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Energized Ocean and Rising Acidic Seas
From:
Dr. Rob Moir -- Ocean River Institute Dr. Rob Moir -- Ocean River Institute
For Immediate Release:
Dateline: Cambridge , MA
Saturday, May 19, 2018

 

Those who fear that the substantial summer season melt of the Arctic ice cap, from 1/3 open water to now 2/3 open water, may lessen the flow of the Gulf Stream do not know oceans.  The operative term here is “seasonal.." Sea ice that melts in summer, freezes in winter.  The formation of ice increases the concentration of salts left behind in the seawater.  This cold salty water is the densest in the world. It sinks to propel the thermohaline circulation of the world’s ocean currents.

The energy moving more water volume is some of the energy trapped as heat by greenhouse gases from escaping into outer space.  Global Warming directs instead more energy into extreme weather events, more extended droughts, more violent downpours, category 5 hurricanes with four times the fury of category 4 hurricanes, and more melting/freezing of sea ice.

A greater Gulf Stream was apparent in October 2011 when it meandered up onto the continental shelf closer to Rhode Island than ever before.  Rivers meander to dissipate energy gained from cascading down a great height or, for the Gulf Stream, being jetted between the Bahamas and mainland through the Florida Straits.  Viewed from high above there is resemblance to a train crash with forward momentum energy dissipated by train cars zigzagging every which way.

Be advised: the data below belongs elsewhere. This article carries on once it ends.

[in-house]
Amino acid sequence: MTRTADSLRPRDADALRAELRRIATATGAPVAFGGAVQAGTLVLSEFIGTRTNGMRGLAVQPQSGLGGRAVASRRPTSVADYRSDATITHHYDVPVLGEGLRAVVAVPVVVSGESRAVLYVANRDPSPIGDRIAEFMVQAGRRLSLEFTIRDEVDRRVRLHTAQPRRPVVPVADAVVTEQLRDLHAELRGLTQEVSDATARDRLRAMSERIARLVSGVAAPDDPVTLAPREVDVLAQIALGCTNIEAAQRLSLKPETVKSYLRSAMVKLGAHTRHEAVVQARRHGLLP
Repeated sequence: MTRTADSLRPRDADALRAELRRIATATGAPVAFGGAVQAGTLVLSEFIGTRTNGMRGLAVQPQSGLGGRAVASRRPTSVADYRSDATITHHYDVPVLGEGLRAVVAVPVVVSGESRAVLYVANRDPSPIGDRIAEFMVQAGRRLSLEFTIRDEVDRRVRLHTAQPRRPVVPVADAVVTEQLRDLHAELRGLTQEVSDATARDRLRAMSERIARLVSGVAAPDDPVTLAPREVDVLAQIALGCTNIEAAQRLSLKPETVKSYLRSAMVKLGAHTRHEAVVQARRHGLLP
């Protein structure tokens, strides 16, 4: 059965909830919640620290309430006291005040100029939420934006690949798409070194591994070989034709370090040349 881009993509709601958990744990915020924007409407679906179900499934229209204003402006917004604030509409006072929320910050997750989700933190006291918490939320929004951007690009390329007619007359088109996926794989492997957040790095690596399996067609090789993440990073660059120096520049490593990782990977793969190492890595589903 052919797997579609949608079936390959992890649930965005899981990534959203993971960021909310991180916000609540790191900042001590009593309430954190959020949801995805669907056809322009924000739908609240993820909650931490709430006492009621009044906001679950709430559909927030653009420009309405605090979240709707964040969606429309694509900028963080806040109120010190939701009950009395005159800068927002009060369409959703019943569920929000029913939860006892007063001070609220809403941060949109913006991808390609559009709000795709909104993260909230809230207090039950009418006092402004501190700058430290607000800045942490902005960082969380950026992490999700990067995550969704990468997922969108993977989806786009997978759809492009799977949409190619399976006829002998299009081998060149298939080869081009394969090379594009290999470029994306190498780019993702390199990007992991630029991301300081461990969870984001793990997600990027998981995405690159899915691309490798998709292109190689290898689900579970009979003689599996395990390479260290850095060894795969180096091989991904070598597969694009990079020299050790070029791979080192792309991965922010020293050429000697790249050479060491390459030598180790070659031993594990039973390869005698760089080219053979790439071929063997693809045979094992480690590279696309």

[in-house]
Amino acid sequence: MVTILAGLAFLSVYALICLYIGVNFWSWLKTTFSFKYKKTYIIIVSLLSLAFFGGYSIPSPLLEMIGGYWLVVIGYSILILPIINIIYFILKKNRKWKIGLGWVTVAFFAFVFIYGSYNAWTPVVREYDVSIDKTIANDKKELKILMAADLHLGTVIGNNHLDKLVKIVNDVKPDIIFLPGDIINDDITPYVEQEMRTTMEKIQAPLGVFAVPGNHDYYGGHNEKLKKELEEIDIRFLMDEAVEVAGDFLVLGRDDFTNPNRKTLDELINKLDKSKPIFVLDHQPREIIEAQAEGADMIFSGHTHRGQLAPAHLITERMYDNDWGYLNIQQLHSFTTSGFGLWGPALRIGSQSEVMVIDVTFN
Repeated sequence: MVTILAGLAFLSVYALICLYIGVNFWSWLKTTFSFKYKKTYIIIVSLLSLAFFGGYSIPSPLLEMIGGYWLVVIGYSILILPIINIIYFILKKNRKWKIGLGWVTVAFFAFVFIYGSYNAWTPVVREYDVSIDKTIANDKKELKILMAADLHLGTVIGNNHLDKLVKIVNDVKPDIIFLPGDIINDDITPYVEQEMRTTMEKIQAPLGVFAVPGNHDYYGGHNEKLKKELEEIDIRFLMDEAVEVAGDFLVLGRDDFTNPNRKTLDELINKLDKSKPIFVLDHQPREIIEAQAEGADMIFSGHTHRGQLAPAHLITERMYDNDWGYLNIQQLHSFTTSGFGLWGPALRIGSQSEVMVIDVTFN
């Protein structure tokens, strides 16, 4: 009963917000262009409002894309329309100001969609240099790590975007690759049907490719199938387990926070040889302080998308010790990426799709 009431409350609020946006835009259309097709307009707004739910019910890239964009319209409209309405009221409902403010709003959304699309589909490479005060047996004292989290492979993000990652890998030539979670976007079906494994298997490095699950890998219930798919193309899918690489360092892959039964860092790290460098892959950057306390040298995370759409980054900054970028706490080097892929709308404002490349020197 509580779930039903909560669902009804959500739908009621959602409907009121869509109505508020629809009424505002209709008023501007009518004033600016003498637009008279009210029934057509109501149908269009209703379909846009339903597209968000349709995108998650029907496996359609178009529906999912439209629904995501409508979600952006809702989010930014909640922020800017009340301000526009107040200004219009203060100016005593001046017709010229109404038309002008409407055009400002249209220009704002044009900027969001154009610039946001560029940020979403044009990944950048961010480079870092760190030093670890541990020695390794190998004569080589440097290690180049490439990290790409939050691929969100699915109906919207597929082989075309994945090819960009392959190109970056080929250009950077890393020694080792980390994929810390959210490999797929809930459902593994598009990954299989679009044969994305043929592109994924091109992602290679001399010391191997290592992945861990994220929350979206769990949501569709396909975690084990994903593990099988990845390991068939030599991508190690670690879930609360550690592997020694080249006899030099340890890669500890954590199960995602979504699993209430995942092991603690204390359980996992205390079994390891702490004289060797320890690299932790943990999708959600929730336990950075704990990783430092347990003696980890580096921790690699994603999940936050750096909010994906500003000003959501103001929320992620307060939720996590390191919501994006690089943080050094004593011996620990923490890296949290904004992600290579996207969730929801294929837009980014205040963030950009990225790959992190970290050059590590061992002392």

End of the road for the Gulf Stream used to be Svalbard, an archipelago to the north of Norway where the Greenland Sea meets the Arctic Ocean.  Until 2007 when warm Atlantic water surfaced and commenced the melting of glaciers in Svalbard’s fiords.  The warm intermediate water continues north into the Arctic Ocean to circle counter-clockwise off Siberian Shores and on around to Greenland.  This water gives off heat to the surface waters above, further contributing to the melt of the ice cap in summer. And thus, more ocean freeze pumping in winter.

The increased flow of cold nutrient-rich Labrador Current water from Greenland to New England is good for marine life. The other water masses, Slope Water, Shelf Water and surface waters do not compare in the amount of life giving properties at the bottom of the food chain.

Climate Change is nonetheless bad for the ocean because a third of the carbon in the atmosphere goes into solution to become carbonic acid.  Because our carbon footprints are so large, the ocean is becoming more acidic.  Already oyster farms have had to close because young oyster shells have dissolved.

Be energized for healthy oceans as a savvy Deep Sea Canyon Ranger. 

The Ocean River Institute provides opportunities to make a difference and go the distance for savvy stewardship of a greener and bluer planet Earth.  www.oceanriver.org 

 
Director
Ocean River Institute
Cambridge, MA
617-661-6647
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